Duo unites solar power and batteries
COLCHESTER — Green Mountain Power and Waterbury solar power company SunCommon this month announced a partnership that will allow GMP customers to store solar electricity for use during a power outage — by taking advantage of the power company’s existing partnership with Tesla Motors Inc.
Since early this summer, GMP has been offering customers the Tesla Powerwall battery to store electricity to protect their properties during power outages. According to the Colchester company, an early Powerwall customer in Lincoln kept a household running for 14 hours this summer after an outage following a storm.
Now officials from both GMP and SunCommon say that, through their new partnership, homeowners can have solar arrays installed and install a Powerwall battery as backup with no upfront costs. They say that customers would see savings in their electric bill that would cover the $37.50 monthly fee for the battery and the finance charges for the solar array.
GMP spokesperson Kristin Carlson said the two companies started talking this summer about a program that was officially unveiled on Sept. 14.
“One of the real exciting opportunities with battery storage is pairing it with solar, so that people can turn that solar into a backup power source,” Carlson said. “It just seemed like a really great fit to streamline the offerings so people can really fully leverage their solar with the latest in battery technology.”
SunCommon spokesperson Emily McManamy described the process a potential solar customer would go through with her company. A homeowners that contacts SunCommon would first speak to a “solar advisor,” then a company representative would visit the property to assess the possibilities for siting arrays and examine power bills to understand the electricity need. And eventually SunCommon would design a solar system specific to the home’s needs and site.
The home array produces power that goes back into the power grid, enough power to equal the home’s annual usage. Through net-metering and solar credits, the homeowner buys the solar array instead of paying GMP bills.
“The way that we size our systems is we look at your annual usage, and we size and design a solar system to meet those annual needs, with the goal being at the end of the year your utility bill is zeroed out,” McManamy said. “Say your monthly power bill is $100. We size a solar system to offset that bill. Instead of paying a utility company in perpetuity, you’re shifting the payments to a solar system you own.”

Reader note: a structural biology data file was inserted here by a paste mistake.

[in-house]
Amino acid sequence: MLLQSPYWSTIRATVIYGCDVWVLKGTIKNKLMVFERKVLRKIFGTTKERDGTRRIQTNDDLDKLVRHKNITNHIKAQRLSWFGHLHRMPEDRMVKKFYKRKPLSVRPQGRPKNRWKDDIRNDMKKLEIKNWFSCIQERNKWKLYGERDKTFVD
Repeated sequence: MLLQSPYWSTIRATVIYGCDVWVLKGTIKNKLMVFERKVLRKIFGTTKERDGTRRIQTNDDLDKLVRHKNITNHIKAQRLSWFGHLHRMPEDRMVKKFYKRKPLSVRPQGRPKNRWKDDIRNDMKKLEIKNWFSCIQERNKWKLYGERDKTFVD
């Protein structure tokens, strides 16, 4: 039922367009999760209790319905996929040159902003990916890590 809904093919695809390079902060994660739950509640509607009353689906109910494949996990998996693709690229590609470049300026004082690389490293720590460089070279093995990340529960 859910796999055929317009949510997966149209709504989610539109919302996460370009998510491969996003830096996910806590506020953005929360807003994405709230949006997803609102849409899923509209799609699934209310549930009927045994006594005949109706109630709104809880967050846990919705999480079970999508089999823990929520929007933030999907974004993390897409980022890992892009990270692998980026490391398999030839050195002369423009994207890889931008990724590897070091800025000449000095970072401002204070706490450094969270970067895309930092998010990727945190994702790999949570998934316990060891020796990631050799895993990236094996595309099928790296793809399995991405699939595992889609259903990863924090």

The new partnership allows SunCommon to design a solar array — of either ground- or roof-mounted, depending on the site — that can also cover the cost of the Tesla Powerwall, but only if they act before the end of 2016.
“If they choose to do the Tesla Powerwall this year, they can choose to cover the cost with the solar credit,” McManamy said. “They’re able to roll that cost into their solar payment.”
McManamy also noted that homeowners who act this year will benefit from more favorable kilowatt-per-hour solar credits that expire on Dec. 31, with the difference amounting to $1,500 over the course of Vermont’s current net-metering program.
The actual cost of installed solar arrays can vary widely, McManamy said, from $10,000 all the way up to $50,000, depending on the size and power usage of a home. SunCommon has an agreement with the Vermont State Employees Credit Union, or VSECU, to provide what she calls a good deal on loans.
“We offer no-upfront-cost, low-interest financing through VSECU,” McManamy said. “A popular one is a 12-year, 2.99-percent one.”
She said the cost sounds expensive, but also said homeowners are not going to be paying more than they do now — the key is a monthly cost in line with existing power bills.
“If you’re used to paying $100 a month, then we want you shifting that $100 a month toward a solar system, so it mirrors and replaces your utility bill,” McManamy said.
McManamy said homeowners have other reasons for going solar with SunCommon or other companies, a “sense of predictability” for their power bills, with a set monthly payment replacing seasonal spikes; “a sense of self-sufficiency”; and, in GMP CEO Mary Powell’s words, the desire to help Vermont and the nation “move away from the antiquated bulk grid, to a cleaner and more reliable energy system.”
Some, including McManamy, choose to add a heat pump — which can both heat and cool a home — to the mix, as well as a solar array and a Powerwall, to further reduce their home energy costs and consumption of fossil fuels.
“Last summer I added a heat pump,” she said. “I no longer need to run my oil-burning furnace to heat my home. So my solar array is covering my power needs and my heating and my air conditioning needs.”
One thing McManamy said homeowners shouldn’t worry about is selling a home after a solar array is added, even if a loan is not paid off. She cited a national study indicating that arrays add value, and that homeowners typically just pay off solar loans when they close a sale of their properties.
“Basically what homeowners are doing is factoring in the value of the solar system into their sales price and paying off their loan at the time of sale. It is an asset you have purchased and installed in your home,” she said. “The beauty of this is when people market their homes they can say ‘Free power.’ With a heat pump, when I market my home I can say free power, heat and air conditioning.”